Pensioner told to demolish illegal £500,000 bungalow

Pensioner, 74, who has spent 11 years fighting to keep £500,000 home he illegally built for his wife with a degenerative condition on greenbelt land is ordered to pay £10,000

  •  ​​Peter Dick built the detached property in West Parley, Dorset, in 2010
  •  The site, called Long Croft, is within 400m of protected heathland
  •  Illegal house built for wife who has muscular dystrophy

A pensioner who has spent 11 years fighting to keep a £500,000 home he illegally built on greenbelt land has been ordered to pay more than £10,000 – and he still has to demolish it.

Peter Dick, 74, erected the red-bricked chalet bungalow on a plot of land he owns in 2010 without obtaining planning permission.

His application to legalise the property in West Parley, near Bournemouth, Dorset, was denied in 2012.

Peter Dick ignored legal orders to demolish the £500,000 bungalow in 2012 and 2019

The site, called Long Croft, is within 400m of protected heathland, a special conservation area and a Site of Scientific Special Interest.

Dick ignored legal orders to demolish it in 2012 and again in 2019, instead fortifying the property with an 8ft-high, 20ft-long padlocked gate with barbed wire.

He was taken to court by BCP Council in 2021 and found guilty of failing to knock down his illegal home.

The property is still standing on land near Bournemouth but will now have to be demolished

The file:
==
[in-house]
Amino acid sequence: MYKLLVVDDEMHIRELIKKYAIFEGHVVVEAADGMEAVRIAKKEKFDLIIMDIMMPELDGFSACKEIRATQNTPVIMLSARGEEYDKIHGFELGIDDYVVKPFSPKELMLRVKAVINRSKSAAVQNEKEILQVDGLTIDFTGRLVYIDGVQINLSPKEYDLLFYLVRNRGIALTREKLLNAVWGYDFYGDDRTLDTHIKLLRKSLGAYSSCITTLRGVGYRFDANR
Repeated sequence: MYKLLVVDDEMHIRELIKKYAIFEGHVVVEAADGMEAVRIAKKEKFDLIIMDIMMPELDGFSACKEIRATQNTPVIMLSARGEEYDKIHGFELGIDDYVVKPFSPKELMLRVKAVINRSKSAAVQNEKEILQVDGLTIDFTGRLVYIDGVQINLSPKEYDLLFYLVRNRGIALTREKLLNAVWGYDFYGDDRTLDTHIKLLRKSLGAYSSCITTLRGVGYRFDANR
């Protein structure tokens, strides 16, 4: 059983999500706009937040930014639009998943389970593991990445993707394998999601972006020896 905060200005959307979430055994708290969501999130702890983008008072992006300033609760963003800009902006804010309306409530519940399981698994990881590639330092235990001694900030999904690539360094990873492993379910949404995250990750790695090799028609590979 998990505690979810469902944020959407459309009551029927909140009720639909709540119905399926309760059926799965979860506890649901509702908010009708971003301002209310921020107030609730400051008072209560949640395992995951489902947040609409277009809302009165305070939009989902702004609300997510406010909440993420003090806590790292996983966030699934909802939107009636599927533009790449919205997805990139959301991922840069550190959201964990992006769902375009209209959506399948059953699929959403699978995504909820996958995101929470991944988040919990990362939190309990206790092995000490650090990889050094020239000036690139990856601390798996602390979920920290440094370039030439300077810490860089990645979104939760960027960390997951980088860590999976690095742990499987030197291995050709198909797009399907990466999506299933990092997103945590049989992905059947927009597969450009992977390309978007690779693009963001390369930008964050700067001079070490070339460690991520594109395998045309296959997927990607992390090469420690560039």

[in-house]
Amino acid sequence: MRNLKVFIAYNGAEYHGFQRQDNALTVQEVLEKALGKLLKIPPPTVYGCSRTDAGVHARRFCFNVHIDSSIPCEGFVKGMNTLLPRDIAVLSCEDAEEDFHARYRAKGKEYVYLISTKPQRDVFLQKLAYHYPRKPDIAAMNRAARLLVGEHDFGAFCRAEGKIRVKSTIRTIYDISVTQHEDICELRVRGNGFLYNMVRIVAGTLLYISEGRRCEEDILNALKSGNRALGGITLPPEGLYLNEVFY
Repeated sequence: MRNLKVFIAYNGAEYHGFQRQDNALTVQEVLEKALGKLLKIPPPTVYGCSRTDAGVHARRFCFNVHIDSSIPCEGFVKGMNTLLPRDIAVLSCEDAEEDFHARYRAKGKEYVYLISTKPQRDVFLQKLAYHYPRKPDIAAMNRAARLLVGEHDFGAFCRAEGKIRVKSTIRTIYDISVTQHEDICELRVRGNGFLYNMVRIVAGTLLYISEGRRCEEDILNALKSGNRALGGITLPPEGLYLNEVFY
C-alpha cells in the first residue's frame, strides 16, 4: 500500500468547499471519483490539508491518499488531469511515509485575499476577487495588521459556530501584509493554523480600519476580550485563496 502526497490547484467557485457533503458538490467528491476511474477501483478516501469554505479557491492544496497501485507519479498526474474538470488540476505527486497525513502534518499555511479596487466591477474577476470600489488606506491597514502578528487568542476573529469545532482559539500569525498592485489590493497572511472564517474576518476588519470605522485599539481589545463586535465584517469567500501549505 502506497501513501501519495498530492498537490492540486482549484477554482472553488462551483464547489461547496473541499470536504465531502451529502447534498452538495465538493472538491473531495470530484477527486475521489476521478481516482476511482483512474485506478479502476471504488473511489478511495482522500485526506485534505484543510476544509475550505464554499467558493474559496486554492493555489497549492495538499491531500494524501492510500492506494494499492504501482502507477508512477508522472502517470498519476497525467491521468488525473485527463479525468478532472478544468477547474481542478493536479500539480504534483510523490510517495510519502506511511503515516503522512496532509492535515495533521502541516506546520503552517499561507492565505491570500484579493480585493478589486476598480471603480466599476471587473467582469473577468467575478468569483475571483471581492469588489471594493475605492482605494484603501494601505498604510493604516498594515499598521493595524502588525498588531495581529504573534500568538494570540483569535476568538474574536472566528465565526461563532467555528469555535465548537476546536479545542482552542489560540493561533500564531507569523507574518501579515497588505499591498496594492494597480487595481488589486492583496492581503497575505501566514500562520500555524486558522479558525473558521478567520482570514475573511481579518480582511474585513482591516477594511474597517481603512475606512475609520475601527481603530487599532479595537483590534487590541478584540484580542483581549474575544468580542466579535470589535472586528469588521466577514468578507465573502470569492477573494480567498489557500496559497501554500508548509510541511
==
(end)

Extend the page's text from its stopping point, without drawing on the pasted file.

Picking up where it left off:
But the property is still standing two years on, prompting a return to Poole Magistrates’ Court.

Dick admitted breaching an enforcement notice under the 1990 Town and Country Planning Act by ‘failing to carry out works to demolish an unauthorised home’.

He was issued with a £7,500 fine and told to pay a £190 surcharge and £3,269 costs.

Mary Almeida, prosecuting, said: ‘I appreciate it was 11 years ago but there is a long history to this, with numerous planning applications and appeals and extensions to comply with said notice.

‘The last one was in 2021, which allowed the defendant to comply with the notice until November 27, 2021.

‘Mr Dick is still in breach of the notice.’

A written statement from BCP Council planning enforcement officer Neil Smith, who visited Long Croft in November 202, was read to the court.

He said he could not access the land as the gates were shut but could see the brick building was ‘still in non-compliance of the enforcement notice as it was still standing’.

The court was told a planning officer could not access the land as the gates were shut

Dick, addressing the court, said he had the illegal house built for his wife as she has degenerative muscular dystrophy.

He said she could not live in the lawful building on site.

He said: ‘My wife has muscular dystrophy which is progressive and the layout of the house is designed for her.

‘The older structure, a converted industrial building, does not have facilities for her.’

Simon Bell, defending, said: ‘Mr Dick finds himself in the position where he has an unlawful property on his land and no other property to live in.

‘His wife has a serious medical condition which has progressed.

‘He finds himself in a difficult place where the planning regime doesn’t work as well as it should have.’

Sentencing, magistrate chair David Murray said: ‘You have taken a course of action which has put you on a collision course with council and planning rules.’

As he left court, Dick did not make any comment when asked if he now intended to demolish the property.

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